In February 2010, writer Fred Bahnson interviewed Gary Paul Nabhan, a lecturer, food and farming advocate, folklorist, and conservationist who lives and farms in the U.S. Southwest. In Part 2 of this three-part series, Nabhan discusses climate change, the links between scale and sustainability in food production, and the need to bridge the urban/rural divide in agriculture.
B: Talk about how climate change factors into food discussions.
N: I prefer not to use the term “climate change,” but instead to talk about “climate uncertainty.” This may not be unidirectional. All places may not warm or get drier. There are quite a few variations in the effects of the global processes that it appears we’re going to suffer from. Honoring that there’s uncertainty is important.
But if we’re trying to protect and revitalize heritage foods, with the place-based heirloom vegetables and heritage breeds of livestock, those heritage breeds will not necessarily be grown in the same places 100 years from now. One scientist, Greg Jones, predicts that 85 percent of the grape varietals in places like Napa Valley will not be able to be grown there under optimum conditions by 2050. Weather shifts will clearly scramble the relationships between place, crop genetics, and cultural traditions over the next 50 years. We need to think about our food traditions and our farming traditions in a much more dynamic way than we previously have.
B: What do you think will happen by 2050 if we continue on the track we’re on in terms of conventional agriculture. Will it even be possible to grow the kind of vast monocultures that we currently grow?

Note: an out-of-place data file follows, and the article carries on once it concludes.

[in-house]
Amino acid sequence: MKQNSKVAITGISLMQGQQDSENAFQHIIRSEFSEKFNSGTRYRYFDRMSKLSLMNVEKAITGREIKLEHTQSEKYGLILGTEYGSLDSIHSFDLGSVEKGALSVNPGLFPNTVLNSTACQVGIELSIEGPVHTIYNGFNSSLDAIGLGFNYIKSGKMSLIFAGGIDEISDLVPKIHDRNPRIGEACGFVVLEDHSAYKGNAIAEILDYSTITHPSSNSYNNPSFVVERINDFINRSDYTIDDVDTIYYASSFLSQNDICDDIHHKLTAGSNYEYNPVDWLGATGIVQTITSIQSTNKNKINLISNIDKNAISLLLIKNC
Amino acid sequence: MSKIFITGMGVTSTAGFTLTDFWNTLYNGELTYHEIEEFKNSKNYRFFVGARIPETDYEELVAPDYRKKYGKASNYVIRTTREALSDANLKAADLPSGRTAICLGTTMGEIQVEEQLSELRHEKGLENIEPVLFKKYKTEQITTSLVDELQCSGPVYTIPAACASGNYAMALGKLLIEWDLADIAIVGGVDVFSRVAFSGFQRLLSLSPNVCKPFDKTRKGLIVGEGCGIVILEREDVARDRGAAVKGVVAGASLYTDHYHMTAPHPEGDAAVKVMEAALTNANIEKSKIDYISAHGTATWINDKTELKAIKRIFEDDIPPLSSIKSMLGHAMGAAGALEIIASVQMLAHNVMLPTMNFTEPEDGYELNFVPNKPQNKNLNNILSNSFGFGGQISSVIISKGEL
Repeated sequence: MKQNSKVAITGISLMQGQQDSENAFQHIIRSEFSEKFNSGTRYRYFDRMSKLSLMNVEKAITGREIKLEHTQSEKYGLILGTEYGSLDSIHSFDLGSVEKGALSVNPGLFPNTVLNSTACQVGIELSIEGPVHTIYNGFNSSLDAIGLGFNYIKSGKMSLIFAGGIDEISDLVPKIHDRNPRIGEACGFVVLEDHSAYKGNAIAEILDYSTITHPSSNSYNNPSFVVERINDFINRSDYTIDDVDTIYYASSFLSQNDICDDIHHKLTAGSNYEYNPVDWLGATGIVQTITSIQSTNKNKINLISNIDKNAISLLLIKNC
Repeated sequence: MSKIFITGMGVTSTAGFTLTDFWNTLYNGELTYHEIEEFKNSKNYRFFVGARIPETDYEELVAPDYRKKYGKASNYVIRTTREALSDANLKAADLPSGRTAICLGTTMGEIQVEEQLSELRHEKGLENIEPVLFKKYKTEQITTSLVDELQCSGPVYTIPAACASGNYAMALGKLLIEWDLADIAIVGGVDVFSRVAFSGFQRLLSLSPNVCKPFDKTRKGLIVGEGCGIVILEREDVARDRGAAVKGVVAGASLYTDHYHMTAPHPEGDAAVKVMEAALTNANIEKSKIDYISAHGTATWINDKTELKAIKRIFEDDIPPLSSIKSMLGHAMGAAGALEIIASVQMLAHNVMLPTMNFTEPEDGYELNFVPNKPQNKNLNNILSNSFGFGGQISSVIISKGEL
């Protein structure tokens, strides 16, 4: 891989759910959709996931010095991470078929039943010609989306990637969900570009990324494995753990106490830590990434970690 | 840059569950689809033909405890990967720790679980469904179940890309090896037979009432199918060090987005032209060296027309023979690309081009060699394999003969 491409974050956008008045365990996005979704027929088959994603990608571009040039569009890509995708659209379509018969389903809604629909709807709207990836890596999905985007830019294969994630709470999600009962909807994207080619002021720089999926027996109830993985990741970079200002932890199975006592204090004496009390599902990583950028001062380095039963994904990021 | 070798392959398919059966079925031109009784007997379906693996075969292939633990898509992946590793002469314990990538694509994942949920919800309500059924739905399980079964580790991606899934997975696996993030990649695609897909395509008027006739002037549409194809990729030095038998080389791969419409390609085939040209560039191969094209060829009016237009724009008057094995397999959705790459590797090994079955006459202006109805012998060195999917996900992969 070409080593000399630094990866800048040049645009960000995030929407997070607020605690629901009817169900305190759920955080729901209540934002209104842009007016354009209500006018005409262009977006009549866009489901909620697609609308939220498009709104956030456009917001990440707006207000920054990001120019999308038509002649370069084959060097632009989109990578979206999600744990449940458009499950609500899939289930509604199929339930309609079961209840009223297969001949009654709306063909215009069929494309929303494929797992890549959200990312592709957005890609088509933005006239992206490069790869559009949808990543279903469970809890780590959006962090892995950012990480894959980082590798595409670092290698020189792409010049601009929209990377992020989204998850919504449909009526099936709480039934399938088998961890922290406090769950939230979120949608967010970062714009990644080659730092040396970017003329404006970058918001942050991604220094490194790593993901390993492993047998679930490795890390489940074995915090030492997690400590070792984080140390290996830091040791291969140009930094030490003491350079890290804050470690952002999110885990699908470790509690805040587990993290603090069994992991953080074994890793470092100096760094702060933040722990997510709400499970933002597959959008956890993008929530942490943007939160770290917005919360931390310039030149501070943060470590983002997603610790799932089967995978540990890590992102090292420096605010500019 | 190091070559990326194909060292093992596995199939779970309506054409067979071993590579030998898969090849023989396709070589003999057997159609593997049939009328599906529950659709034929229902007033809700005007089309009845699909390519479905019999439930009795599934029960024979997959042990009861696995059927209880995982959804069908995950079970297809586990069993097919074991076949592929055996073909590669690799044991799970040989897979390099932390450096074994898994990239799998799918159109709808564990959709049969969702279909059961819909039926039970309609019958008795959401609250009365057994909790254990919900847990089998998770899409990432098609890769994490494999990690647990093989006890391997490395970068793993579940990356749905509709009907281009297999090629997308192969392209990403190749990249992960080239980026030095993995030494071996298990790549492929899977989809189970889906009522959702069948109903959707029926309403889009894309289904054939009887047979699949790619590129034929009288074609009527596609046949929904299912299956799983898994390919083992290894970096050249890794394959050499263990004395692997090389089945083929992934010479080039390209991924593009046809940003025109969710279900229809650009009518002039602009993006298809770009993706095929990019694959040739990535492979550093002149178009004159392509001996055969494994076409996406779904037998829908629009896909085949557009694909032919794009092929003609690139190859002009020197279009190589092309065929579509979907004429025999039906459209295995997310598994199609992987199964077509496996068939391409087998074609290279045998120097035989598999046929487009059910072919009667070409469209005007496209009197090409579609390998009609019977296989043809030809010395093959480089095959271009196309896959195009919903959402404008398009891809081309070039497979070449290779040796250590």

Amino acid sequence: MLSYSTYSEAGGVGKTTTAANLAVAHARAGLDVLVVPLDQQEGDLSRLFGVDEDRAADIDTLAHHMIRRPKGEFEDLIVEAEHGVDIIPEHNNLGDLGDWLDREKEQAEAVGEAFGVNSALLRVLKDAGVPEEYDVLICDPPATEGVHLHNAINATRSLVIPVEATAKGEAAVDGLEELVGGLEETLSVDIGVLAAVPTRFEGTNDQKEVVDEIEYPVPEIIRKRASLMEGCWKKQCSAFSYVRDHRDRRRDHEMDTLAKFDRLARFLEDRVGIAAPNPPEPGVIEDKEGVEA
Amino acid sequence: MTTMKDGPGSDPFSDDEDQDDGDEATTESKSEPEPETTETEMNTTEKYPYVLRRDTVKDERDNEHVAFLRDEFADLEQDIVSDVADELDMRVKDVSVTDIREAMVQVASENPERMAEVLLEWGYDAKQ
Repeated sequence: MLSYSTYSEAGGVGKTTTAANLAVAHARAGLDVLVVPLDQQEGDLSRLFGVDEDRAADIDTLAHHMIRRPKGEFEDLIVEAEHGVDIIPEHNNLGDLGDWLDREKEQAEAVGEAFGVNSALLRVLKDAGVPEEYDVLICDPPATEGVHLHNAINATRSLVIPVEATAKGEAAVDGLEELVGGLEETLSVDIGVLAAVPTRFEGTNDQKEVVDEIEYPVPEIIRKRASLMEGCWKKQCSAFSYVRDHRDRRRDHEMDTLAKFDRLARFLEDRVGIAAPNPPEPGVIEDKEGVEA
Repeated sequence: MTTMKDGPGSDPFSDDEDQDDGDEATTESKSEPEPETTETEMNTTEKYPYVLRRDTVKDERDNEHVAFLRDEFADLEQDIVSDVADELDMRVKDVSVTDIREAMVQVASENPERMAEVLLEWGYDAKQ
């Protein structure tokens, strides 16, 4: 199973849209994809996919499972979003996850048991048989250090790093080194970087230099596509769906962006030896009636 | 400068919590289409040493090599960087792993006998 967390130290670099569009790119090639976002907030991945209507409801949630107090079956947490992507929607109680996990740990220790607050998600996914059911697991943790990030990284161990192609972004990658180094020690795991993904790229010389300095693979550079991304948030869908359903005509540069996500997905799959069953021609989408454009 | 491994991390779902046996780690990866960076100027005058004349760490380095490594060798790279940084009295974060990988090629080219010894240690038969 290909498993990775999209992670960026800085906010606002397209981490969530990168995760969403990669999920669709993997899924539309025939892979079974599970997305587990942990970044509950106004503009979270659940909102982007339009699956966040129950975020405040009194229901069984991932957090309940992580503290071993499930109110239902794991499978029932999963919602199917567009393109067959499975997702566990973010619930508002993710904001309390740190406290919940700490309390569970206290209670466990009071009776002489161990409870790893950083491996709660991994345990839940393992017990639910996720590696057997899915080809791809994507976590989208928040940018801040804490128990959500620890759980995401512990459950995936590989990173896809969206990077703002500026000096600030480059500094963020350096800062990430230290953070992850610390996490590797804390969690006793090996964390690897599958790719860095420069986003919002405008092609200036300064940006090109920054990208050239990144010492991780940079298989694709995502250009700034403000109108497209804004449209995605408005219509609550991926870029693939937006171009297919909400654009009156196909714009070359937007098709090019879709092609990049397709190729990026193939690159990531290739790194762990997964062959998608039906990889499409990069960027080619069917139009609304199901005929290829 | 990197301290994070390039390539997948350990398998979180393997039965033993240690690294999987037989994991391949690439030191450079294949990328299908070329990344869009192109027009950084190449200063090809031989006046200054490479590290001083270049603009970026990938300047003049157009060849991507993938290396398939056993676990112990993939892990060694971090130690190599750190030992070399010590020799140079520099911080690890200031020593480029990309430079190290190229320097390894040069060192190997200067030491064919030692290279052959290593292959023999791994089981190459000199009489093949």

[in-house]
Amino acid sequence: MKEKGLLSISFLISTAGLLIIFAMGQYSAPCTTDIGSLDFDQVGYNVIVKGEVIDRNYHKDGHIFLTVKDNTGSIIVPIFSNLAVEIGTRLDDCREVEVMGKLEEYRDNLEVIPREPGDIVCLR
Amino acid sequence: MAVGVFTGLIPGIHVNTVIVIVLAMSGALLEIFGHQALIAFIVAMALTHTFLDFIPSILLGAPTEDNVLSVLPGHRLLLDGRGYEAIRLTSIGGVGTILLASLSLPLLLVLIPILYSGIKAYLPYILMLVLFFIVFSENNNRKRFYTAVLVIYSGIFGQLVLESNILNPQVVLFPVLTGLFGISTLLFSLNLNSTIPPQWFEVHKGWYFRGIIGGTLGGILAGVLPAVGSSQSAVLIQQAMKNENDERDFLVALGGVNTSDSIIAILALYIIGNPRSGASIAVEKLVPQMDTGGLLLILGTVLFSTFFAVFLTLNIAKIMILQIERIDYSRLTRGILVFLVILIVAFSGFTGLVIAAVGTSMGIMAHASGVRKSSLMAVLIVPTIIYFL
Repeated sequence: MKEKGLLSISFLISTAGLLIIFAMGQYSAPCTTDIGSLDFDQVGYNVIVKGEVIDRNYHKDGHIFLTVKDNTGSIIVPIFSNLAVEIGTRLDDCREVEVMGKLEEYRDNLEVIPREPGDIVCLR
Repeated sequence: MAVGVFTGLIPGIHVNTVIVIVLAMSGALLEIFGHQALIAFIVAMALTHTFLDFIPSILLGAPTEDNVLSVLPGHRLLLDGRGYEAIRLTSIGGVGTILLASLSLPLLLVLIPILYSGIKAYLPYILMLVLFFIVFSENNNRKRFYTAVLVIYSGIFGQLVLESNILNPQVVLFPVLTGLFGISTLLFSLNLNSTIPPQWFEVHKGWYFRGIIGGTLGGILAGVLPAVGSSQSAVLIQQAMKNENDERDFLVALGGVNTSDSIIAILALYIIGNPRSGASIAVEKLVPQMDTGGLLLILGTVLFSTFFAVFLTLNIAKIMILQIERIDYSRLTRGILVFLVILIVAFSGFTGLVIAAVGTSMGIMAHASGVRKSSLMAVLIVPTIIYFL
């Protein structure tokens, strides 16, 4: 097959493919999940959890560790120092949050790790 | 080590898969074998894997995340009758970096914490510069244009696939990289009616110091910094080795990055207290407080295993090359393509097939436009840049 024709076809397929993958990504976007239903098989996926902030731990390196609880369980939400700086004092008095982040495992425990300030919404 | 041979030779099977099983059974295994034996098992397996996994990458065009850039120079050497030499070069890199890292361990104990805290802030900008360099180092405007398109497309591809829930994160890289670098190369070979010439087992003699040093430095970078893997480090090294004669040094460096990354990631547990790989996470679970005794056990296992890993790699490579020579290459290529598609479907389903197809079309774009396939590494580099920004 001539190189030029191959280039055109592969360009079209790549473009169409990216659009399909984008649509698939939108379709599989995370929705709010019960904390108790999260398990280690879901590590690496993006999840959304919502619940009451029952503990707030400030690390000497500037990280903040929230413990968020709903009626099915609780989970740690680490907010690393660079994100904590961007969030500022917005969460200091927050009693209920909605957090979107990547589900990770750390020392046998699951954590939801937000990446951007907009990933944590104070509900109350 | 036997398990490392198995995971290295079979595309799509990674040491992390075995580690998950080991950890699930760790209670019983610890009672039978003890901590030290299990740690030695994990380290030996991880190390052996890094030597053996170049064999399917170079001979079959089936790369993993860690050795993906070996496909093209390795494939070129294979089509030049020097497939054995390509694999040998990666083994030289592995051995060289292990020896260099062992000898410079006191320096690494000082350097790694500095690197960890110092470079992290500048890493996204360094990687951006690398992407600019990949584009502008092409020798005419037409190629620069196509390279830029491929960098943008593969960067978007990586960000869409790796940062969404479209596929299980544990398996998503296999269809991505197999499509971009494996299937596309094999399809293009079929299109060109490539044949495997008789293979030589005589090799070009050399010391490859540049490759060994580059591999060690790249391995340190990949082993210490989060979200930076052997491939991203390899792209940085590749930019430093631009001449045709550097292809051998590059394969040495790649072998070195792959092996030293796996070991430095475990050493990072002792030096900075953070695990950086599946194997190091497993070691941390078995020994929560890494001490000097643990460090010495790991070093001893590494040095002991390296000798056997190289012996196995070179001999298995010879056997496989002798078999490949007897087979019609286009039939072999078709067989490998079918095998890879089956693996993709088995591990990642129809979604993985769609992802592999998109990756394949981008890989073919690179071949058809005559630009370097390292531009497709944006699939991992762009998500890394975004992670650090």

N: Recently, I’ve been swayed by the thinking of Alan Nation, who runs a little journal for pasture-based livestock producers called The Stockman Grass Farmer. Alan says that there are economies of scale for large agriculture and large food-distribution systems, and another economy of scale for artisanal production that goes into local food systems. What’s really at stake is that “agriculture-of-the-middle.” We don’t know which way it’s going to go. We may still produce some grains on a large scale in 2050 and see them distributed extra-regionally; we still may see that the maple syrup production of Vermont is always sold outside of Vermont.
I don’t think the issue has ever been “make agriculture 100 percent local.” The issue is about capturing economies of scale, transparency, and traceability by increasing the quality and accessibility of foods that should be produced at a local scale and trying to improve the sustainability of the larger- and middle-scale agriculture as well. In other words, if “sustainability”—whatever that term means—is only something that small farmers care about, and we don’t set standards for mid-scale and large-scale agriculture, assuming that it’s just going to go away, then we’re making a mistake.